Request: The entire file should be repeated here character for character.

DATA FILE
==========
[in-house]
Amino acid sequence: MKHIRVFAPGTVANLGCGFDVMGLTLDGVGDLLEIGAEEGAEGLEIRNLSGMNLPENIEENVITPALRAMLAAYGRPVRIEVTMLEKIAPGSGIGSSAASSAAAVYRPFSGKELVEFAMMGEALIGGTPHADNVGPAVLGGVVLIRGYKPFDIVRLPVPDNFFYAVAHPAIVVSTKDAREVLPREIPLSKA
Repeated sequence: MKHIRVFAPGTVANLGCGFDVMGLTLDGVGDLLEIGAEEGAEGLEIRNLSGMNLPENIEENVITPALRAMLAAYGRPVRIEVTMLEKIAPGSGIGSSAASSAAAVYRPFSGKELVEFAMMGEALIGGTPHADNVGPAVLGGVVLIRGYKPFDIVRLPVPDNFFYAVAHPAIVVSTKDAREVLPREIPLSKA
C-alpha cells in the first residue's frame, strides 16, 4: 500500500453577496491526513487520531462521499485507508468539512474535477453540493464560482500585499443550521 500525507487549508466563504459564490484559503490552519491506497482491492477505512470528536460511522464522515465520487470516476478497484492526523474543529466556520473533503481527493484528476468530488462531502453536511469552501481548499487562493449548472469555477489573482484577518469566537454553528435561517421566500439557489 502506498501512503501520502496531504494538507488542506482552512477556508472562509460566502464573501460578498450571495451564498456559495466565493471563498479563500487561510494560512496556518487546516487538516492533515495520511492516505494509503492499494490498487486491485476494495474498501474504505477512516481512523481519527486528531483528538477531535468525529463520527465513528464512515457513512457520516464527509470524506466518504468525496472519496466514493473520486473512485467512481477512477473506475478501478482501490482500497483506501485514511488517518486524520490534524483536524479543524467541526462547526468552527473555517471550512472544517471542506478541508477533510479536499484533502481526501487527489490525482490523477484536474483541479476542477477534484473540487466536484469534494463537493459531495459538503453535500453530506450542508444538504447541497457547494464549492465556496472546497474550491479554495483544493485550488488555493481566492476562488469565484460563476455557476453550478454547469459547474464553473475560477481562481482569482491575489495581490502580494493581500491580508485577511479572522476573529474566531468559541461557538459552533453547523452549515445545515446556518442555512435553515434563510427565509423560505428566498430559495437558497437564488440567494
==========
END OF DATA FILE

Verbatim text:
[in-house]
Amino acid sequence: MKHIRVFAPGTVANLGCGFDVMGLTLDGVGDLLEIGAEEGAEGLEIRNLSGMNLPENIEENVITPALRAMLAAYGRPVRIEVTMLEKIAPGSGIGSSAASSAAAVYRPFSGKELVEFAMMGEALIGGTPHADNVGPAVLGGVVLIRGYKPFDIVRLPVPDNFFYAVAHPAIVVSTKDAREVLPREIPLSKA
Repeated sequence: MKHIRVFAPGTVANLGCGFDVMGLTLDGVGDLLEIGAEEGAEGLEIRNLSGMNLPENIEENVITPALRAMLAAYGRPVRIEVTMLEKIAPGSGIGSSAASSAAAVYRPFSGKELVEFAMMGEALIGGTPHADNVGPAVLGGVVLIRGYKPFDIVRLPVPDNFFYAVAHPAIVVSTKDAREVLPREIPLSKA
C-alpha cells in the first residue's frame, strides 16, 4: 500500500453577496491526513487520531462521499485507508468539512474535477453540493464560482500585499443550521 500525507487549508466563504459564490484559503490552519491506497482491492477505512470528536460511522464522515465520487470516476478497484492526523474543529466556520473533503481527493484528476468530488462531502453536511469552501481548499487562493449548472469555477489573482484577518469566537454553528435561517421566500439557489 502506498501512503501520502496531504494538507488542506482552512477556508472562509460566502464573501460578498450571495451564498456559495466565493471563498479563500487561510494560512496556518487546516487538516492533515495520511492516505494509503492499494490498487486491485476494495474498501474504505477512516481512523481519527486528531483528538477531535468525529463520527465513528464512515457513512457520516464527509470524506466518504468525496472519496466514493473520486473512485467512481477512477473506475478501478482501490482500497483506501485514511488517518486524520490534524483536524479543524467541526462547526468552527473555517471550512472544517471542506478541508477533510479536499484533502481526501487527489490525482490523477484536474483541479476542477477534484473540487466536484469534494463537493459531495459538503453535500453530506450542508444538504447541497457547494464549492465556496472546497474550491479554495483544493485550488488555493481566492476562488469565484460563476455557476453550478454547469459547474464553473475560477481562481482569482491575489495581490502580494493581500491580508485577511479572522476573529474566531468559541461557538459552533453547523452549515445545515446556518442555512435553515434563510427565509423560505428566498430559495437558497437564488440567494